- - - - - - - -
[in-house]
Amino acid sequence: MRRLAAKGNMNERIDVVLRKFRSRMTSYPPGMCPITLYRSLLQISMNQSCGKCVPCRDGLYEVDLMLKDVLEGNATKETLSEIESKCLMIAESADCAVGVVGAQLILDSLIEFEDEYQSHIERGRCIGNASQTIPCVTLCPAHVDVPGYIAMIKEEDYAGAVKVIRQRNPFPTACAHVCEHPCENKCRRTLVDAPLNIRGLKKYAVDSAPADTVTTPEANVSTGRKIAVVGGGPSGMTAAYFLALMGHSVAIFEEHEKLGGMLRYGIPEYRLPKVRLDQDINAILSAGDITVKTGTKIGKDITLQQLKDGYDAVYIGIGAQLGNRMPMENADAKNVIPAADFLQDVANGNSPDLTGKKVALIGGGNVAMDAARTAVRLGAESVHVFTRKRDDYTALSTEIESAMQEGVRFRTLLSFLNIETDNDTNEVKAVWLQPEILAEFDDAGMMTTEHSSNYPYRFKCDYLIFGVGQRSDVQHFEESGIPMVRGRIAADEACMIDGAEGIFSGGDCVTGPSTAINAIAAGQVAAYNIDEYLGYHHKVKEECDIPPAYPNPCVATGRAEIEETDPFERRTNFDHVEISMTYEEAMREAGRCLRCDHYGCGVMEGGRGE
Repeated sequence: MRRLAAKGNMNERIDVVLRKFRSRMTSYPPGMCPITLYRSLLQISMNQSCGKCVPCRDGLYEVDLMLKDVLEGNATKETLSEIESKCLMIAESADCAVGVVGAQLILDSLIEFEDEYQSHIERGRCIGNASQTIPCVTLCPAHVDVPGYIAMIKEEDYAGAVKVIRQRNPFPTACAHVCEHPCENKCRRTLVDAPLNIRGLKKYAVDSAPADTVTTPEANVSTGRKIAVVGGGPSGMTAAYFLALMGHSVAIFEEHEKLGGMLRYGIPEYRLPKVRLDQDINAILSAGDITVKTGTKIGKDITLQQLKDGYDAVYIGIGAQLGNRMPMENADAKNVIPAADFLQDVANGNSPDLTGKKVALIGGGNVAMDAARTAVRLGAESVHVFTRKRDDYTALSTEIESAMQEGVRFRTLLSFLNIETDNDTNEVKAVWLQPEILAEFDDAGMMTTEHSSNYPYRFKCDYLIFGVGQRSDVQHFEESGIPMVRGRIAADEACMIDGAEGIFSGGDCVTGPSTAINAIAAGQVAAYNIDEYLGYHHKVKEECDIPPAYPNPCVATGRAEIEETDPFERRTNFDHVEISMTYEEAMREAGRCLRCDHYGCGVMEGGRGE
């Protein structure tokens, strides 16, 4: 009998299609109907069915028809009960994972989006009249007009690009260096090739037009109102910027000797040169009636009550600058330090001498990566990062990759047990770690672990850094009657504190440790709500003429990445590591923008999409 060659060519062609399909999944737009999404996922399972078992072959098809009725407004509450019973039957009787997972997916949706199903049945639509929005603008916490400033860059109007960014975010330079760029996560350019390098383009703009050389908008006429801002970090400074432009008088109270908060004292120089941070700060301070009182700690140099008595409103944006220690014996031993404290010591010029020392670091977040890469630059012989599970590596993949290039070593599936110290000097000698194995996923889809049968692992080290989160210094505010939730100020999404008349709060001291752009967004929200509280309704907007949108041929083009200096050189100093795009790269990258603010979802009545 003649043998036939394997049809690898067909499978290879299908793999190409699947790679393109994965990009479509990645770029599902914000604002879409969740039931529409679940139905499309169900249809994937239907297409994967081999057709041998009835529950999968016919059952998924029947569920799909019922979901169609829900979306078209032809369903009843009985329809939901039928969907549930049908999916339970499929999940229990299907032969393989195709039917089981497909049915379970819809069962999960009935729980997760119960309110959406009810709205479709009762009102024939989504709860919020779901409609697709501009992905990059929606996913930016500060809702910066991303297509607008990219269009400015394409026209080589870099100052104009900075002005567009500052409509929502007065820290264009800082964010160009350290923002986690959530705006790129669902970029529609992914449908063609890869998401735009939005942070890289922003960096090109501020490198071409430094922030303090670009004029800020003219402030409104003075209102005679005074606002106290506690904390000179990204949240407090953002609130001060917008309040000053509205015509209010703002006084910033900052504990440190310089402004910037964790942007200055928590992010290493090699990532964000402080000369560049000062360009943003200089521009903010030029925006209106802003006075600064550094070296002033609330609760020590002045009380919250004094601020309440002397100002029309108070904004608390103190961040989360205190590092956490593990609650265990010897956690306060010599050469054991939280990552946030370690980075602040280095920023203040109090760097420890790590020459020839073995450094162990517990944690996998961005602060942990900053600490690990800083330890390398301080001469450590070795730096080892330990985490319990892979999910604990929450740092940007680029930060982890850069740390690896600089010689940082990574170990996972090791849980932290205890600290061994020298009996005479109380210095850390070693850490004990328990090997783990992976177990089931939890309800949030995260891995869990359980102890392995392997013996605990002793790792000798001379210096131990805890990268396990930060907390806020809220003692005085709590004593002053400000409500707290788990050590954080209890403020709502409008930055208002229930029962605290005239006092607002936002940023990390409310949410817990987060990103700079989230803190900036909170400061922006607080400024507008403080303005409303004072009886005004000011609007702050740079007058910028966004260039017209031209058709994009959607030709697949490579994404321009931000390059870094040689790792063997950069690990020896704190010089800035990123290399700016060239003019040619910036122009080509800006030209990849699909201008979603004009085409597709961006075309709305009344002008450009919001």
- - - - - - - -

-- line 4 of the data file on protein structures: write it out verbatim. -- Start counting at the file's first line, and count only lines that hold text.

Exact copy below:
């Protein structure tokens, strides 16, 4: 009998299609109907069915028809009960994972989006009249007009690009260096090739037009109102910027000797040169009636009550600058330090001498990566990062990759047990770690672990850094009657504190440790709500003429990445590591923008999409 060659060519062609399909999944737009999404996922399972078992072959098809009725407004509450019973039957009787997972997916949706199903049945639509929005603008916490400033860059109007960014975010330079760029996560350019390098383009703009050389908008006429801002970090400074432009008088109270908060004292120089941070700060301070009182700690140099008595409103944006220690014996031993404290010591010029020392670091977040890469630059012989599970590596993949290039070593599936110290000097000698194995996923889809049968692992080290989160210094505010939730100020999404008349709060001291752009967004929200509280309704907007949108041929083009200096050189100093795009790269990258603010979802009545 003649043998036939394997049809690898067909499978290879299908793999190409699947790679393109994965990009479509990645770029599902914000604002879409969740039931529409679940139905499309169900249809994937239907297409994967081999057709041998009835529950999968016919059952998924029947569920799909019922979901169609829900979306078209032809369903009843009985329809939901039928969907549930049908999916339970499929999940229990299907032969393989195709039917089981497909049915379970819809069962999960009935729980997760119960309110959406009810709205479709009762009102024939989504709860919020779901409609697709501009992905990059929606996913930016500060809702910066991303297509607008990219269009400015394409026209080589870099100052104009900075002005567009500052409509929502007065820290264009800082964010160009350290923002986690959530705006790129669902970029529609992914449908063609890869998401735009939005942070890289922003960096090109501020490198071409430094922030303090670009004029800020003219402030409104003075209102005679005074606002106290506690904390000179990204949240407090953002609130001060917008309040000053509205015509209010703002006084910033900052504990440190310089402004910037964790942007200055928590992010290493090699990532964000402080000369560049000062360009943003200089521009903010030029925006209106802003006075600064550094070296002033609330609760020590002045009380919250004094601020309440002397100002029309108070904004608390103190961040989360205190590092956490593990609650265990010897956690306060010599050469054991939280990552946030370690980075602040280095920023203040109090760097420890790590020459020839073995450094162990517990944690996998961005602060942990900053600490690990800083330890390398301080001469450590070795730096080892330990985490319990892979999910604990929450740092940007680029930060982890850069740390690896600089010689940082990574170990996972090791849980932290205890600290061994020298009996005479109380210095850390070693850490004990328990090997783990992976177990089931939890309800949030995260891995869990359980102890392995392997013996605990002793790792000798001379210096131990805890990268396990930060907390806020809220003692005085709590004593002053400000409500707290788990050590954080209890403020709502409008930055208002229930029962605290005239006092607002936002940023990390409310949410817990987060990103700079989230803190900036909170400061922006607080400024507008403080303005409303004072009886005004000011609007702050740079007058910028966004260039017209031209058709994009959607030709697949490579994404321009931000390059870094040689790792063997950069690990020896704190010089800035990123290399700016060239003019040619910036122009080509800006030209990849699909201008979603004009085409597709961006075309709305009344002008450009919001």